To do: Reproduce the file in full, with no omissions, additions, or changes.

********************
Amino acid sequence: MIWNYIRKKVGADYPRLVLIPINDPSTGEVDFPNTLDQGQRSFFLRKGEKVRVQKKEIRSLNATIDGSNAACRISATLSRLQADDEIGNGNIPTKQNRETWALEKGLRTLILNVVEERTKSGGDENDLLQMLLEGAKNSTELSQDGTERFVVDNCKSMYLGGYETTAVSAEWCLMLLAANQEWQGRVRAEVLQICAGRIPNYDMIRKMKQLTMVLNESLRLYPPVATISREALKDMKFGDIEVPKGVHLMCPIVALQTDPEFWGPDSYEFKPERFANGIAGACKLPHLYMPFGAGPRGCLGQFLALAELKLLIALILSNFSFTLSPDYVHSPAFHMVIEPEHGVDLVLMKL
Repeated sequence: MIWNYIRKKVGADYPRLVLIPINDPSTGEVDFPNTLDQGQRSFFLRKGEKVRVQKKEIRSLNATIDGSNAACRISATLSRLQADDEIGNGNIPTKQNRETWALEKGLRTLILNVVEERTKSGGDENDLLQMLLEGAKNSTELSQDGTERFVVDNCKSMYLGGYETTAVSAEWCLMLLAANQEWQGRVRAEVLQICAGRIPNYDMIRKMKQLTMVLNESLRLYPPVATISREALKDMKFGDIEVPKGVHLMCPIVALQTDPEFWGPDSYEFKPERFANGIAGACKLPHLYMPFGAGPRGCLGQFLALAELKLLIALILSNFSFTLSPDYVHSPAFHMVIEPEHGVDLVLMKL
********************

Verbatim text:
Amino acid sequence: MIWNYIRKKVGADYPRLVLIPINDPSTGEVDFPNTLDQGQRSFFLRKGEKVRVQKKEIRSLNATIDGSNAACRISATLSRLQADDEIGNGNIPTKQNRETWALEKGLRTLILNVVEERTKSGGDENDLLQMLLEGAKNSTELSQDGTERFVVDNCKSMYLGGYETTAVSAEWCLMLLAANQEWQGRVRAEVLQICAGRIPNYDMIRKMKQLTMVLNESLRLYPPVATISREALKDMKFGDIEVPKGVHLMCPIVALQTDPEFWGPDSYEFKPERFANGIAGACKLPHLYMPFGAGPRGCLGQFLALAELKLLIALILSNFSFTLSPDYVHSPAFHMVIEPEHGVDLVLMKL
Repeated sequence: MIWNYIRKKVGADYPRLVLIPINDPSTGEVDFPNTLDQGQRSFFLRKGEKVRVQKKEIRSLNATIDGSNAACRISATLSRLQADDEIGNGNIPTKQNRETWALEKGLRTLILNVVEERTKSGGDENDLLQMLLEGAKNSTELSQDGTERFVVDNCKSMYLGGYETTAVSAEWCLMLLAANQEWQGRVRAEVLQICAGRIPNYDMIRKMKQLTMVLNESLRLYPPVATISREALKDMKFGDIEVPKGVHLMCPIVALQTDPEFWGPDSYEFKPERFANGIAGACKLPHLYMPFGAGPRGCLGQFLALAELKLLIALILSNFSFTLSPDYVHSPAFHMVIEPEHGVDLVLMKL